Achieve Success Tips and Strategies. Fail Often and Small.
Nothing risked, nothing gained. Wise, time-honored advice. But, that time-honored advice were obviously and simply taken.
NEURO-PSYCHOLOGY IS AGAINST US
This advice is difficult. Because it runs against our old-, subconscious-brains' neuro-physiological imperative of "playing it safe" and "surviving."
Risk-taking is dangerous. Fear of failure, strong. And to the old, unconscious brain, risk and danger are to be avoided. The unconscious brain doesn't rationalize relativity. It overwhelmingly, perhaps exclusively, seeks survival, not growth and success.
ACHIEVE SUCCESS MIND-HACK
But what if we make a conscious effort to regularly take "small risks?" And, in this way, effectively "retrain our brain?"
No, we won't reverse hundreds of thousands to millions of years of evolutionary engineering. But, we can blunt and mitigate its limitations.
ESTABLISHING NEW AND PRODUCTIVE HABITS
As with all new habits we seek to establish, the best way to a new habit is to simply add it, as a new, simple and non-negotiable step to another habit we already have.
For example. Let me use my current activity, writing an article.
I am on my computer every day. Even on days that I put on all-day seminars, I am still on my computer, mostly in the evening.
And, truth be told, I hate writing and editing. For me, there is considerable risk and fear. After all, whenever we put ourselves out these on the internet, we risk appearing irrelevant. Or worse.
I've really only begun posting articles and videos for about 20 months. And the past 6 months I've been too consumed with other priorities to do much writing or taping. So I'm an unknown quantity in this particular realm. And the fear of judgment and failure is considerable.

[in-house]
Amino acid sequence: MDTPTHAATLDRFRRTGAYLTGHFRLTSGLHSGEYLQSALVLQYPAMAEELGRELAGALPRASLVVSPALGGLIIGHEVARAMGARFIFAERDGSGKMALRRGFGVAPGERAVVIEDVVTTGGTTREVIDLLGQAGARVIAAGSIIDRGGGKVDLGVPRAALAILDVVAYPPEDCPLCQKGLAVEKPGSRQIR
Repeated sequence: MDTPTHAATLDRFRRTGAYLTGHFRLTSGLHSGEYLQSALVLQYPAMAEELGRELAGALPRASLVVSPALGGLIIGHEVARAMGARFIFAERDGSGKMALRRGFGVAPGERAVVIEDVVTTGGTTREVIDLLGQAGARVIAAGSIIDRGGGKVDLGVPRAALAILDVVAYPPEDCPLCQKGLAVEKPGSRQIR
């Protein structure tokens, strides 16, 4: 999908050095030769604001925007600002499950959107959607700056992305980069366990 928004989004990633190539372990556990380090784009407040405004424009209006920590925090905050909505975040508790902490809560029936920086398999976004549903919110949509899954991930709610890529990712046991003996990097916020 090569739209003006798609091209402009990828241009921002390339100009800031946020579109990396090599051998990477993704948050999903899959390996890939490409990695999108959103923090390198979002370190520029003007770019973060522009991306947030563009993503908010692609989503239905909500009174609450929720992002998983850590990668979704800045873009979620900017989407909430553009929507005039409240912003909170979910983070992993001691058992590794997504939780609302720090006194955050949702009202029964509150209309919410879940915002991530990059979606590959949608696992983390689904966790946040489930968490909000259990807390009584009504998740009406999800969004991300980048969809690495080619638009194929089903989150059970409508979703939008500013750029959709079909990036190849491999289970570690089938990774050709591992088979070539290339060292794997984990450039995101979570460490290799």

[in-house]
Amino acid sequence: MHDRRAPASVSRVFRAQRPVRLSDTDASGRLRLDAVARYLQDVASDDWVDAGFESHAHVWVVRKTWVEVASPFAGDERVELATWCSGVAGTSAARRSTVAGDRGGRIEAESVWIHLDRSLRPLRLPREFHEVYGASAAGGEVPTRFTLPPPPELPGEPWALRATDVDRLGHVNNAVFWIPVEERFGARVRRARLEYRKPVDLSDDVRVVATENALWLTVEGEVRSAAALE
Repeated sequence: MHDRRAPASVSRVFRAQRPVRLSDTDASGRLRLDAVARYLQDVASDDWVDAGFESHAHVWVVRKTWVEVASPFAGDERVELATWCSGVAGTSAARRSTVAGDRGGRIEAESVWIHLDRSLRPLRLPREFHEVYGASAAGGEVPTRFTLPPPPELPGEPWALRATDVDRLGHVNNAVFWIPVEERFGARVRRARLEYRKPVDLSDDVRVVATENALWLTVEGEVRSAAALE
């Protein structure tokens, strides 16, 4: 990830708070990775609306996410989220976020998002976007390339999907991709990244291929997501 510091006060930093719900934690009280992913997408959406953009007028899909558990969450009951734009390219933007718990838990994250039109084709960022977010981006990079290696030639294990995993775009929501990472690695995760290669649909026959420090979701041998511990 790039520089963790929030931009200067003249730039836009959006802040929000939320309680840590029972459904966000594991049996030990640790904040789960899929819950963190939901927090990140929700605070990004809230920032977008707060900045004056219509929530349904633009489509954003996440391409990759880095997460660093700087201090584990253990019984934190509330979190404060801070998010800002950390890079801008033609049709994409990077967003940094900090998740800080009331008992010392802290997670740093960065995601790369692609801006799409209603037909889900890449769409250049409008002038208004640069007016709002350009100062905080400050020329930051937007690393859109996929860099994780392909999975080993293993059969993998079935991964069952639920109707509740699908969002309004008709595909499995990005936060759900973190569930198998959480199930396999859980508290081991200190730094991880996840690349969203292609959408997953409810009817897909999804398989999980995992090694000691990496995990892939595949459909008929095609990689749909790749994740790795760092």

What to do? Because visibility, marketing and establishing yourself online is a crucial component of productivity and success.
BACK TO THE PRODUCTIVITY HABIT THING
So... to jump-start myself, I simply add a rule that at least once a week, while at my computer, I must add the step of going to my e-folder of beautiful pictures on which I've pasted wise and inspiring quotes. The "once a week " rule will soon go back to every Wednesday or Thursday, as it previously was. (Clarity and discipline are important).
Looking up an inspiring pic with a quote is a simple step that takes maybe ten to thirty seconds. Quick, easy and painless. And, in fact, for me, pleasurable, given the reward of seeing a beautiful picture and an inspiring quote. A step I cannot and will not justify NOT doing.
Once there, I add the personal imperative to succeed and make a rule that I must then take the simple and non-negotiable step of pasting this quote on a blog article.
Once I've done this, I don't have to add a non-negotiable, simple, next-step, because the inner motivation I have to share and to succeed supersedes my pain of editing. The long-term gain significantly outweighs the pain I experience in the moment.
BACK TO YOU AND RISK-TAKING
So, how does this relate to building in greater risk-taking and strategically using small (inevitable) failures into your daily mind- and behavior-set?
What if you determine exactly in what areas of your professional (and personal) life you stand to gain significantly... Significantly, BUT, ONLY if you take more risks (more often).
And what if you structure whatever simple, non-negotiable, initial steps you must take to act on this risk-taking and you add this simple step to another, established habit you already have?
IT'S YOUR LIFE. ARE YOU LIVING IT
I don't know your passions, skills, dreams or goals, but there are, no doubt, many habits and activities you don't (regularly or at all) engage in that could make a huge difference in your life.
Who was it that said, something to the effect that, "it's the people willing to do the things other people won't do that succeed."
We all want more. And we all want to have an impact and to matter. Sadly, few of us achieve anywhere near our potential in these aspirations we all share.
Here are Richard Branson's Top-10 Success Tips and Strategies.